The Internet is arguably the greatest human innovation of the last 50 years, having profoundly changed the world in ways matched only by the likes of the printing press, electricity, penicillin, and the combustion engine. At its root is a simple idea: To seamlessly transport information between devices. However, there is an inherent conflict between a service that is ‘seamless’ and a service that is safe, secure, scalable. The modern Internet is being used in ways that were never anticipated. Moreover, the ever increasing growth, changing demands, and attempts to subvert, further stress the current Internet architecture.
There is now considerable expertise in networking research in Scotland, addressing the practical aspects of networking, together with leading theoretical work on performance analysis and security in networked systems. Major on-going and emerging projects in Scotland address the wide range of research challenges in this area. Among them are projects to investigate and promote software-defined networking (SDN), a technology regarded as being the key to maintaining the Internet’s flexible and adaptable nature in the face of growth. Network protocols, the ‘languages’ of the Internet, are under scrutiny across the region, out of a need to protect from and provide much needed features. Finally, securing the next-generation internet against myriad current and future exploits is the single most critical challenge to resolve.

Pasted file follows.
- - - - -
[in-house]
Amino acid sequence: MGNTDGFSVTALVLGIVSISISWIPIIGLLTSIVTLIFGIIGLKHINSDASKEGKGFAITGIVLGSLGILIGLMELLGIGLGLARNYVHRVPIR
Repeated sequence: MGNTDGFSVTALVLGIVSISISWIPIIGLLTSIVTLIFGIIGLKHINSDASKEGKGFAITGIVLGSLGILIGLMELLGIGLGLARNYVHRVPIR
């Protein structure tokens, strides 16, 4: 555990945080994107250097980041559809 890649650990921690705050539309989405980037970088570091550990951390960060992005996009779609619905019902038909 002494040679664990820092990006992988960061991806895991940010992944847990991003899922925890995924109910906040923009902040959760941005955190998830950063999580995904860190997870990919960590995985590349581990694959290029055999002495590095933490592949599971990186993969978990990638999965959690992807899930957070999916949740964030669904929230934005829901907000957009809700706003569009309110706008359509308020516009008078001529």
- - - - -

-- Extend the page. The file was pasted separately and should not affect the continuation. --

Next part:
These challenges demand a return to first principles, with collaboration between networking practitioners and theorists, and mark the strength of Scottish institutions.
The Research Theme Leader for Next Generation Internet is Marwan Fayed (email@example.com).